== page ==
However, the believer should not lower God’s purpose and his own expectation. It is possible for the believer to sin, but he must not sin. The Lord Jesus has died for us and has crucified our flesh with Him on the cross, and the Holy Spirit has indwelt us in order to manifest in us the reality of what the Lord Jesus has accomplished. We have the absolute possibility of not being under the control of the flesh. Its existence is to call us to be watchful but not to make us surrender. The cross has completely crucified the flesh. If we are now willing to put to death the practices of our body by the Holy Spirit, we will experience the accomplishment of the cross. "So then, brothers, we are debtors not to the flesh to live according to the flesh; for if you live according to the flesh, you must die, but if by the Spirit you put to death the practices of the body, you will live" (Rom. 8:12-13). Since God has such grace and such a way of salvation, if we make the mistake of still living according to the flesh, it our responsibility. Since we have such a salvation, it is no longer as though we are debtors to the flesh and are obliged to pay it. Now we do not have to. If we still live according to the flesh, it is because we want to, not because we ought to.
Among many matured saints, there is a long period of complete victory. The flesh exists, but its effect amounts to zero. Its life, nature, and activity have been put to death by the believers with the Lord’s death through the Holy Spirit so that the flesh is in the position of existing yet as if not existing. Because the work of putting to death is so deep and so real and because the believer is so faithful in following the Holy Spirit in a lasting way, the flesh, although it exists, is made powerless to resist, and it even seems difficult to have it come again to excite the believer. Such a complete victory over the flesh is attainable to every believer.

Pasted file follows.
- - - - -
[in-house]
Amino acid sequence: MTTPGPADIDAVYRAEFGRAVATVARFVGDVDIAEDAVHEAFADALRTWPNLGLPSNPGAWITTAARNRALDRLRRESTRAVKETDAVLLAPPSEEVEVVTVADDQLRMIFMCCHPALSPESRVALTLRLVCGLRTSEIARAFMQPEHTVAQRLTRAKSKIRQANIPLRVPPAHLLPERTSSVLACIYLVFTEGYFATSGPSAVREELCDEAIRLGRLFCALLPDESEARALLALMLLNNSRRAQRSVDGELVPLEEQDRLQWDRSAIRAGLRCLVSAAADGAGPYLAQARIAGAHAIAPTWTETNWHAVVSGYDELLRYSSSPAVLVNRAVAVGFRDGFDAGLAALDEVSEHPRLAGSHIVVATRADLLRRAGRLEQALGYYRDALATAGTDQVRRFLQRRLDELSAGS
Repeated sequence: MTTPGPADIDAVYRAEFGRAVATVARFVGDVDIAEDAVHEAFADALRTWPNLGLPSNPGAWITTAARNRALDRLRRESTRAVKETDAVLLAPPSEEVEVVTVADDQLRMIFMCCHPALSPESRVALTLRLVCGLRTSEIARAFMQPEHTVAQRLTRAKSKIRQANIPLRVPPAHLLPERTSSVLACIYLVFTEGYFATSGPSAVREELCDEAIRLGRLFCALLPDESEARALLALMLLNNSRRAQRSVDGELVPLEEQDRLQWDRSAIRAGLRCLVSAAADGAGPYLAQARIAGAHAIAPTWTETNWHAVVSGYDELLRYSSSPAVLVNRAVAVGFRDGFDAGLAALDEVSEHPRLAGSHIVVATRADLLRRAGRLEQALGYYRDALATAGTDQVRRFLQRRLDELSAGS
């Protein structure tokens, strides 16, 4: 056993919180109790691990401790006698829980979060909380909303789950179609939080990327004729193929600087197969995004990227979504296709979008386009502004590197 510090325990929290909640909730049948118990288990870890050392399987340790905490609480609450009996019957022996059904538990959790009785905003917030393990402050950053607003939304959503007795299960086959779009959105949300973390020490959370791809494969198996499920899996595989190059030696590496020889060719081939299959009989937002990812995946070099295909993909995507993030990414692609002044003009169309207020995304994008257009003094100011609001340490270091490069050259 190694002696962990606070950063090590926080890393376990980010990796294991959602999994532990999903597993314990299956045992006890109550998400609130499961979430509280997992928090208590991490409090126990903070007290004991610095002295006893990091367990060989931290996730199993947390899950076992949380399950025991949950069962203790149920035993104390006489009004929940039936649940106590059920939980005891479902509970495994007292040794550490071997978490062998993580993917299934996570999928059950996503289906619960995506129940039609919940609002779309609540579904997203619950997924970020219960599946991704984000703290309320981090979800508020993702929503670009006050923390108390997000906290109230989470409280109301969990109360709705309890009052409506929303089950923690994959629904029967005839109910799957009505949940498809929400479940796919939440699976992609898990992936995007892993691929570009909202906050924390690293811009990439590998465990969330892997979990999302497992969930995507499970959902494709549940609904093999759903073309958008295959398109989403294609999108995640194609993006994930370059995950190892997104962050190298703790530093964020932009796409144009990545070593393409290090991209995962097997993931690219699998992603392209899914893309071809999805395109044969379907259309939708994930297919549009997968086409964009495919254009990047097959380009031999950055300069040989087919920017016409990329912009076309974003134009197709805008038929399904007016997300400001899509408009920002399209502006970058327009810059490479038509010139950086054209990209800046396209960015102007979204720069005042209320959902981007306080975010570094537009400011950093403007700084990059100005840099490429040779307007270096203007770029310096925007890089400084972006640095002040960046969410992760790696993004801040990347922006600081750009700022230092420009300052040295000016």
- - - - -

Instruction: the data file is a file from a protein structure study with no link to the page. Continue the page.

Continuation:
Now here is a warning: "For if you live according to the flesh, you must die, but if by the Spirit you put to death the practices of the body, you will live." Because salvation is complete, there is no excuse for rejecting this salvation. All that matters here hinges on the two "ifs." God, on His side, can no longer do anything; He has accomplished all. Now it is only up to man, on his side, how he will deal with God’s work. Although you have been regenerated, "if you live according to the flesh, you must die." You will lose your spiritual life; you will be living yet will be as dead. "If by the Spirit" you live, you also must die, but die in the death of Christ. If by the death of Christ you put to death all the practices of the flesh, that is real death. However, if you do not die in this way, you will die the other way. Either way, you must die. Which death, then, do you want? When the flesh lives, the Holy Spirit (in reality) cannot live. Which one, then, do you want to live? What God has arranged for you is to put all the ability and activity of your flesh under the power of the death of the Lord Jesus’ cross. What you are lacking now is nothing but death. You should talk less about life and talk first about death, because if there is no death, there is no resurrection. Are you willing to obey the will of God? Are you willing to let the cross of Christ be experiential in your life? If so, you should, through the Holy Spirit, put to death all the practices of the body.
(Collected Works of Watchman Nee, The (Set 1) Vol. 12: The Spiritual Man (1), Chapter 8, by Watchman Nee)